By Haris Bilal Malik
The Indian General Election 2019 that was held in seven phases between April and May reportedly involved 900 million voters to cast their votes, making it world’s largest democratic exercise. As predicted by analysts around the world, the ruling Bharatiya Janata Party (BJP), an extremist right wing Hindu nationalist party won the election. The landslide victory of BJP was based on many domestic and external factors, out of which the ‘negative signaling’ of the BJP leadership against Pakistan during the whole election campaign played a crucial role. In this regard the BJP has a history of spreading hatred against Pakistan during election campaigns for achieving the desired electoral results. Against the backdrop of the February 2019 escalation between India and Pakistan the BJP’s election campaign was largely based on negative signaling and repeatedly playing the ‘Anti-Pakistan Card’. The hatred against Pakistan has worked in favor of the BJP’s extremist agenda as the party has now formed its government, with Narendra Modi elected as the Prime Minister of India for second consecutive term.
The anti-Pakistan card and the controversial Hindutva rhetoric have always as remained trump cards for BJP’s electoral politics. In the recent election they proved as a decisive factor in securing a landslide victory for the BJP. The first term of Prime-Minister Modi has been widely criticized within India on economic grounds as reportedly it had reportedly failed to provide the promised employment to youth and relief for the farmers. Furthermore, the government was also accused of corruption charges in various defence deals with other countries. On the basis of these issues the ruling BJP was facing some of the worst criticism it has faced and it was widely believed that the party might not come up with a strong position to form a government for second consecutive term.
Aspiring to change public opinion and exploit public sentiments, Prime Minister Modi and the ruling BJP were left with no choice but to intentionally create ‘war hysteria’ against Pakistan. During election rallies Prime Minister Narendra Modi confessed that he wanted to take revenge from Pakistan, and for that purpose had given a free hand to the Indian military for responding to the Pulwama suicide attack. In the same vein the Modi government had also politicized nuclear weapons by getting itself involved in negative nuclear signaling. For instance, while at a rally on 21st April 2019 Mr. Modi played with public sentiments by blaming Pakistan for threatening India with nuclear weapons and asked the crowd “whether India had saved these weapons for Diwali”. He also threatened Pakistan with India’s purported development of a thermonuclear bomb citing it as the ‘mother of nuclear bombs’.
Based on such negative nuclear signaling, Mr. Modi tried to assert that India is no longer afraid of Pakistan’s nuclear weapons. India’s conventional and unconventional military modernization programs have made it capable enough to maintain the threat of carrying out nuclear attacks on targets across land, sea, air and in space.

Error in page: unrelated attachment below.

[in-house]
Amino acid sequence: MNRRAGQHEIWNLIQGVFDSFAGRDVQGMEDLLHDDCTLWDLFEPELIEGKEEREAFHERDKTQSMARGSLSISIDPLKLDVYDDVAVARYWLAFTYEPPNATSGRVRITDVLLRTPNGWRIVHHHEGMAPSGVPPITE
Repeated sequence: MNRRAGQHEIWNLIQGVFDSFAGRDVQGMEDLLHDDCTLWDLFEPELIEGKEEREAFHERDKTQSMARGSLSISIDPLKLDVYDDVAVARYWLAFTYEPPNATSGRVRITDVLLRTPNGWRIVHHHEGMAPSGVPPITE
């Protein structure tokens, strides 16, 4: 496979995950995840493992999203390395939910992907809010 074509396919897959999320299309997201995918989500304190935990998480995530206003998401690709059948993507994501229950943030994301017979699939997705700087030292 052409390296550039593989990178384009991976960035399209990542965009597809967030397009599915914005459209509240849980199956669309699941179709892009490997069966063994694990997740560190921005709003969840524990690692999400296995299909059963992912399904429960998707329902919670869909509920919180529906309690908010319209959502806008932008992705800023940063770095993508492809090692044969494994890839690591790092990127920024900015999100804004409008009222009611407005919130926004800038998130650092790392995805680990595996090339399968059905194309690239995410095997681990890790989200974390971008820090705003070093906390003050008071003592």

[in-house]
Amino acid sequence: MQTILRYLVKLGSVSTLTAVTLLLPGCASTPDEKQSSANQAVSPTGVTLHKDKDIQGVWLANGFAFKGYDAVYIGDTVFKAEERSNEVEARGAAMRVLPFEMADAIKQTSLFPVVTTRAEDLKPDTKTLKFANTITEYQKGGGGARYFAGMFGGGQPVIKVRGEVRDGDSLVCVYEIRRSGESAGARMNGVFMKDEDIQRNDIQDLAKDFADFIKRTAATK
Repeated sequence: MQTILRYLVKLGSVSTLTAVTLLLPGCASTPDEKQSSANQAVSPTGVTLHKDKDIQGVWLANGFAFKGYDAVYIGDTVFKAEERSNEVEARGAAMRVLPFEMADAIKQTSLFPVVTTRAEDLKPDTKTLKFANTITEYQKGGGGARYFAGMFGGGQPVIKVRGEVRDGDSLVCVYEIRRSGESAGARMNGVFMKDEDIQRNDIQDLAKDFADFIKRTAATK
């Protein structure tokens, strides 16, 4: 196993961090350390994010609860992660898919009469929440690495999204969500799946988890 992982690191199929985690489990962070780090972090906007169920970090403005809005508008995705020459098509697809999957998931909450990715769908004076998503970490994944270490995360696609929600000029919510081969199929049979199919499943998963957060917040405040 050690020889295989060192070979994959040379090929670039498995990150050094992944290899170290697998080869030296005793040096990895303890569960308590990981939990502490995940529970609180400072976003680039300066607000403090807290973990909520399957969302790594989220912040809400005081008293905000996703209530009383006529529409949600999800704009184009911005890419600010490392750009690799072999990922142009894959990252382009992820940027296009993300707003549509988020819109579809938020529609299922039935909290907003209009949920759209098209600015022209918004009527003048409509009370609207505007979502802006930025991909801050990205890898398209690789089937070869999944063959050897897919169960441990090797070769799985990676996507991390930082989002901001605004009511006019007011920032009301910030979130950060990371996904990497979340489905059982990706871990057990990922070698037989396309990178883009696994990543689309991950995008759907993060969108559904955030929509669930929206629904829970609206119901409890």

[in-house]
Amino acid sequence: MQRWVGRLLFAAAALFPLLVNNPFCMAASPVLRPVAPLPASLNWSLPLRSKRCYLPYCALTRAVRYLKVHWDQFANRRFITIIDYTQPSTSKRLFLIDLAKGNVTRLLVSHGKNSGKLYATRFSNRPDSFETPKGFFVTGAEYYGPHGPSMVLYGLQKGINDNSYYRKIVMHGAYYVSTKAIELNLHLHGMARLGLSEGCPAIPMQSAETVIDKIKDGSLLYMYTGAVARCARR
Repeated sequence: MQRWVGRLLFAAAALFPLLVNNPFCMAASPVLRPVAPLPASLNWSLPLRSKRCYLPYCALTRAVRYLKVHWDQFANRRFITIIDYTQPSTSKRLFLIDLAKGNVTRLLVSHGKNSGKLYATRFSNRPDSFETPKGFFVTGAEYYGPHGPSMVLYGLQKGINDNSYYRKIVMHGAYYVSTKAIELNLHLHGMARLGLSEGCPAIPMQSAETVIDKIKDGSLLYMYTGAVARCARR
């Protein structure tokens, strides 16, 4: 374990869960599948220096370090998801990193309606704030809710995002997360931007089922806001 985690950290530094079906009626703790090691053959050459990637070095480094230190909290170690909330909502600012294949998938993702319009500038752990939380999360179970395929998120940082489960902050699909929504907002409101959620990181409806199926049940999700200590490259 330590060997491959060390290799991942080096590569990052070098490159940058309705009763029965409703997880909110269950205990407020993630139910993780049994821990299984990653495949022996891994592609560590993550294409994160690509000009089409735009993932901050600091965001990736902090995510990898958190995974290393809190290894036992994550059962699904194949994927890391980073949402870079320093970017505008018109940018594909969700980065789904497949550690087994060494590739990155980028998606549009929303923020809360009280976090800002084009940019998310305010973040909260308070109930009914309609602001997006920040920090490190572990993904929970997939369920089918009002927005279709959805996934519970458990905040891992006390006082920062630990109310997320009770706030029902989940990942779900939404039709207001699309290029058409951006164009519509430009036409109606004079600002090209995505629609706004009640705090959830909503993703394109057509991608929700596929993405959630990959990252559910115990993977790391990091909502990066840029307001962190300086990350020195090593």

Against the backdrop of the self-proclaimed Balakot aerial strikes by India, other top leaders of the BJP were also involved in negative signaling vis-à-vis Pakistan during its election campaign. In this regard the statement of party president Amit Shah is also evidence of the BJP electoral strategy in which he called on the Indian public to “choose a prime minister who can give a befitting reply to Pakistan”. Another BJP leader and chief minister of Gujrat, Vijay Rupani went as far as associating the Indian National Congress (main opponent of BJP) with Pakistan and asserted that “if Congress wins the election by mistake, then Diwali will be celebrated in Pakistan”. The hype which Modi and other BJP leaders had created in order to shape the public opinion in favor of them has likely impacted Mr. Modi’s bid for becoming the prime minister of India for second time.
This impact is also evident in one of the surveys conducted by an Indian poll agency ‘C-Voters State of Nation Tracker’ soon after the dangerous escalations which could have resulted into an all-out nuclear war between India and Pakistan. According to the survey report Mr. Modi’s approval ratings which were at just 32 percent in January 2019 reached an incredible figure of 63 percent by March 2019. While during the same time period his main opponent, Congress party leader Rahul Gandhi’s ratings went down to just 8 percent. The negative signaling which the BJP leadership had adopted soon after the Pulwama attacks and the escalations in its response had thus clearly worked in favor of the BJP’s political agenda. Hence, at the present the election results show that Prime Minister Narendra Modi and the BJP led National Democratic Alliance (NDA) has managed to secure 353 seats out of 543 seats of parliament. It could be assumed that Mr. Modi has succeeded in achieving his short-term political goal by shaping public opinion in favor of his party through exploitation of anti-Pakistan rhetoric specifically by leveraging the threat of nuclear war during his re-election campaign. He has used negative nuclear signaling and hatred against Pakistan as a tool to achieve his pre-determined political goals. By doing so he has secured a remarkable victory in the recent elections. However, he has done so by adversely affecting the strategic stability of the region which is likely to become even more fragile over the long-run.
Haris Bilal Malik is a Research Associate at Strategic Vision Institute (SVI) Islamabad.